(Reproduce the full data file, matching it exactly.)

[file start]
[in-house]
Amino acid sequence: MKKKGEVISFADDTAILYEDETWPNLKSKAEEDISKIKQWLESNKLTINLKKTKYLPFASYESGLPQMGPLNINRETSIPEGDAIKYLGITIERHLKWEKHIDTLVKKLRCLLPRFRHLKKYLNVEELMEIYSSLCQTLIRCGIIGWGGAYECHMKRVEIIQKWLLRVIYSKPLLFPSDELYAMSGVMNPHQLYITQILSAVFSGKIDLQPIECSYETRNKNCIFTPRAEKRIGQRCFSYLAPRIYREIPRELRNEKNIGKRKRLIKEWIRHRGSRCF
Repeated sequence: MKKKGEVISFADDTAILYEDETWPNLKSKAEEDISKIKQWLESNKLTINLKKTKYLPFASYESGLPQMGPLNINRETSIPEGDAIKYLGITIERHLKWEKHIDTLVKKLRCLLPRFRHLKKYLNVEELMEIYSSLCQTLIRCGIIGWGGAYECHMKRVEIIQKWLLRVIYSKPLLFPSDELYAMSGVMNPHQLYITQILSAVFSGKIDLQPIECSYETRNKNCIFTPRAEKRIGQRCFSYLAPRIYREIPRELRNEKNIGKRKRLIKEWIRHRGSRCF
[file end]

[in-house]
Amino acid sequence: MKKKGEVISFADDTAILYEDETWPNLKSKAEEDISKIKQWLESNKLTINLKKTKYLPFASYESGLPQMGPLNINRETSIPEGDAIKYLGITIERHLKWEKHIDTLVKKLRCLLPRFRHLKKYLNVEELMEIYSSLCQTLIRCGIIGWGGAYECHMKRVEIIQKWLLRVIYSKPLLFPSDELYAMSGVMNPHQLYITQILSAVFSGKIDLQPIECSYETRNKNCIFTPRAEKRIGQRCFSYLAPRIYREIPRELRNEKNIGKRKRLIKEWIRHRGSRCF
Repeated sequence: MKKKGEVISFADDTAILYEDETWPNLKSKAEEDISKIKQWLESNKLTINLKKTKYLPFASYESGLPQMGPLNINRETSIPEGDAIKYLGITIERHLKWEKHIDTLVKKLRCLLPRFRHLKKYLNVEELMEIYSSLCQTLIRCGIIGWGGAYECHMKRVEIIQKWLLRVIYSKPLLFPSDELYAMSGVMNPHQLYITQILSAVFSGKIDLQPIECSYETRNKNCIFTPRAEKRIGQRCFSYLAPRIYREIPRELRNEKNIGKRKRLIKEWIRHRGSRCF